Friday, May 14, 2010


On a late March Saturday morning around 11am, I found my way to Hotel Milenio, decked out in a red Mozambican Mambas jersey. A good Mozambican friend of mine, Josue, had invited me to go with him to the Mozambique-Malawi soccer game that was being played in town. A couple of my friends were quick to jump on the opportunity and tagged along. Josue, having lived most of his life in Malawi, actually once played on the U-17 national team for the Flames. He thinks he had a chance of going pro had he not decided to quit after his friend died on the field and his mother feared for him. Yet, Josue still knows a lot of the national team players he once played with. And so we set our compasses in the direction of Hotel Milenio, where the team was staying to join the pre-game shenanigans. A bunch of Malawians had flown in for the game, and you better believe that any fan who flew in to support the team was going to be nuts. Of course, I didn’t know we were going to be Flames groupies for the day, so I felt quite embarrassed by my jersey. Amidst a hoard of riotous Malawians, we watched as Mozambique won the game but Malawi won the series by goals. I think my favorite part came when a Malawi chant started up: “I…want to be…nakedie!” As this happened, two men, and unfortunately one large women started stripping down to their underwear. Could have done without that.

But our relationship isn’t all about fun and games. I first met Josue back in January while working for TechnoServe on the chicken study. He works for New Horizons poultry company and was part of my study, and out of our work together he invited me into his home and has even taken me to his church little one-room cinder-block church in the bairro (suburb). Getting to know Josue has been great – he’s an extremely fascinating and impressive individual. He and his wife Sakina have a 3-year old girl and an adopted son (you don’t see that often in Mozambique). Prior to working at New Horizons he worked at World Relief while taking college classes. He’s currently involved as a forming member with Mozambique Democratic Movement (MDM), which is an emerging party trying to take down the dominant FRELIMO. He comes from a political background – his father was captured during the civil war by RENAMO, now works for the Mozambican government, and while previously working for the Malawian government, was in the committee that wrote the national anthem.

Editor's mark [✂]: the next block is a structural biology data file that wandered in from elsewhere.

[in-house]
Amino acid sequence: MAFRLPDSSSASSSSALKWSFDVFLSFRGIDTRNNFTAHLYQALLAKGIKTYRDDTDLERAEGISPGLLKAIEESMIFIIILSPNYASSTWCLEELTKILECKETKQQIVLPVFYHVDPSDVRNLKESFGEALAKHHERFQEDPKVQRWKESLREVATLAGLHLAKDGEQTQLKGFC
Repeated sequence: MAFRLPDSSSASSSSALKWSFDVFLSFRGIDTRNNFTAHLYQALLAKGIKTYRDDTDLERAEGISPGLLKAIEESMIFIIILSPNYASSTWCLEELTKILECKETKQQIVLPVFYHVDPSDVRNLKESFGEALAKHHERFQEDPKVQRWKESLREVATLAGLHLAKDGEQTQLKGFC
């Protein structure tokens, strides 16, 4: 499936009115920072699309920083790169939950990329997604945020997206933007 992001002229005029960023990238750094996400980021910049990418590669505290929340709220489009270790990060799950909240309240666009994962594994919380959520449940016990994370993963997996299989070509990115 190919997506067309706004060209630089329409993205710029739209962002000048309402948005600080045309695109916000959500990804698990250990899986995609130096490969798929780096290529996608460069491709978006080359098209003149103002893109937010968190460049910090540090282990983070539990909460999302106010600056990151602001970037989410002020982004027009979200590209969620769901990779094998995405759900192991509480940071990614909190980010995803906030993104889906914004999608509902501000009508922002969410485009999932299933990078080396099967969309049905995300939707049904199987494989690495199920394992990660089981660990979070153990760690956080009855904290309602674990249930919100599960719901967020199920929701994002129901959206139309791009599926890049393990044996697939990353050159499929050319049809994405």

Currently, I’m trying to push the few buttons I have (being American) to get Josue funding for a training trip on soybean processing and poultry in Minnesota, but most of our interactions now are actually about an idea he shared with me in January. At New Horizons he has worked in the feed mill (dealing with corn and soybean) and as I mentioned, he lived in Malawi, which is basically where corn-soya blend (CSB) was invented. Out of these experiences has come his desire to start a commercial CSB company (he's holding his product in the picture, and man does it taste good!) to not only earn money but also combat malnutrition. So now, as I am working with CLUSA on soy foods, Josue is one of our potential entrepreneurs. Josue and I bounce ideas off each other almost on a daily basis – me helping him with his business plan or machinery costing, for example. The past week or so we have been preparing for a test marketing trial run of his CSB in the Nampula bairros with the help of local university students. This is a very exciting time to be in the thick of launching a business in a developing country.

I am already beginning to think back on my experiences on this fellowship. What really sticks out are not the tourist shops I wandered in, the amazing beaches, or even the baffling vistas gazed during a difficult mountain hike. It’s not the countries that stand out to me (though I’m constantly craving Indian food). Rather, it’s the one or two people in each country who have become quite good friends, and from whom I learned a lot. Josue is one of them. And when I say learning I am not talking just about poverty, but about who I am and who I want to be. In college and at home, I’m around people who characteristically are quite different: we don’t have the same career interests but share the same behavior, which is great for enjoyment but not for understanding other lifestyles. But abroad, my friends are people who have such varied personalities. Through living with them I’m learning with who I mesh well and through their personalities understanding my own. And, we simply have some great times together. I won’t go back to visit the countries; I’ll go back to visit these friends.

No comments:

Post a Comment